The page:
Meadville anti-discrimination petition lies stagnant

Alex Weidenhof, Staff Writer

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Of Pennsylvania’s 2,561 boroughs, towns and municipalities, 34 have ordinances that prohibit discrimination based on sexual orientation or gender identity. Neither the Commonwealth of Pennsylvania or the U.S. government have passed any similar legislation.

“I believe it is both incumbent upon, and the responsibility of our state and federal legislators to enact the laws which relate to human relations,” said Meadville Mayor Christopher Soff.

The Meadville City Council received a petition from citizens in May of 2014 calling for the council to consider drafting an ordinance that would prohibit businesses and government services from discriminating on the basis of a person’s sexuality or gender identity.

During their radio show on WARC, Allegheny’s student radio station, Jolie Wood, visiting assistant professor of political science, and Jackie Gehring, assistant professor of political science, welcomed Meadville community member Randy Herbert-Weed, who spearheaded a discussion on the non-discrimination ordinance. Weed spent much of the show talking about the proposed measure. Despite Weed’s outspokenness on the topic, including the creation of a petition for the measure, the City of Meadville has not voted on the proposed ordinance.

“We support the passage of the ordinance,”  the petition reads, “because it sends a clear message to residents, workers and visitors that Meadville is a city that is welcoming to all.”

In June of 2014, a group of business owners and citizens organized a petition against the ordinance. The petition called for the city council to table the ordinance, claiming that it would have violated their rights under the Constitution of Pennsylvania.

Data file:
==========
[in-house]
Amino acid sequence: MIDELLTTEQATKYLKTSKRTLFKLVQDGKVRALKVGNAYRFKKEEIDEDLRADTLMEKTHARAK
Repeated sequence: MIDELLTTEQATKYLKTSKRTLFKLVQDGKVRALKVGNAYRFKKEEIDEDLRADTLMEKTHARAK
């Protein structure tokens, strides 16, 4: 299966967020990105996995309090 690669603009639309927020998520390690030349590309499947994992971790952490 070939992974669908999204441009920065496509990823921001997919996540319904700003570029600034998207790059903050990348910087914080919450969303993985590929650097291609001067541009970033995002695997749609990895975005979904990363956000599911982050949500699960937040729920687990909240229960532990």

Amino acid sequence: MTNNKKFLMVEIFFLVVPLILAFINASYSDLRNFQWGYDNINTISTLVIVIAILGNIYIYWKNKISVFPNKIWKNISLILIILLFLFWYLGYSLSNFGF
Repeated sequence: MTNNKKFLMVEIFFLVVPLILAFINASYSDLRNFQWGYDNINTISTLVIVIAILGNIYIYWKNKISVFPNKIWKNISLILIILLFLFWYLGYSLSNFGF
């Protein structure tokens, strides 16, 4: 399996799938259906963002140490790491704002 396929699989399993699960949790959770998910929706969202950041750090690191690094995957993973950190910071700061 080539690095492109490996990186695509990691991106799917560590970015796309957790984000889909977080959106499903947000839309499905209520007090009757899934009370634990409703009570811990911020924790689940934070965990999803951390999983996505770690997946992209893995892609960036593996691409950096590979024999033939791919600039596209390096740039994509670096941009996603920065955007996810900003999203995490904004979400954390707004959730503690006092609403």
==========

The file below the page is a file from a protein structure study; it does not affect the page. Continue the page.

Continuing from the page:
“Such an anti-discrimination law would seek to force citizens, employers and property owners to violate their religious consciences and would be in violation of the religious freedom granted to us in Section 3 of the Pennsylvania Constitution’s Declaration of Rights,” the petition reads.

Meadville resident Garth Valesky, who declined to comment for this article, organized the petition. His grocery store in Meadville served as a meeting and petition-signing location, according to the Meadville Tribune.

Meadville residents debated the issue through several mediums, although the city council never drafted an ordinance.

“It was clear it was a hot-button issue,” said Andrew Walker, Meadville city manager. “[The idea of an ordinance] was discussed in council, there was media outside. It’s an issue that drives a lot of interest.”

As the debate over the ordinance grew, some believed that this statute would have several unresolvable issues.

“With limited staff and capacity, we are simply not equipped to appropriately address an issue as large as this,” Soff said. “A non-discrimination ordinance requires a local human rights commission, with full legal power but no funding.”

The city council, as a result of this issue and at Walker’s recommendation, tabled the ordinance with the intent of reintroducing the issue in 2015. However, Meadville has not considered action this year.

Both Soff and Miller have expressed a desire for either Pennsylvania or the federal government to pass a law similar to the one which was considered in 2014. Miller said this lack of protection creates concern within the community.

“The problem is that you could now be legally married and now legally fired from your job, because there’s no state-wide statute or federal statute that prevents discrimination [due to sexual orientation or identity],” said Miller.

Although the Commonwealth of Pennsylvania does not currently have laws prohibiting discrimination due to sexual orientation or gender identity, the Pennsylvania House of Representatives is currently considering a bill that would prohibit this action. House Bill 1510, with 65 sponsors, currently lies stagnant in the Committee on State Government.

The bill, introduced by State Representative Dan Frankel, was originally brought to the House during the 2013 legislative session. In that year, the bill did not come to a vote in the committee.

While the bill has yet to be voted on by the house, debate over the issue continues.

“There are passionate voices on both sides of this issue, each with valid concerns,” said Soff.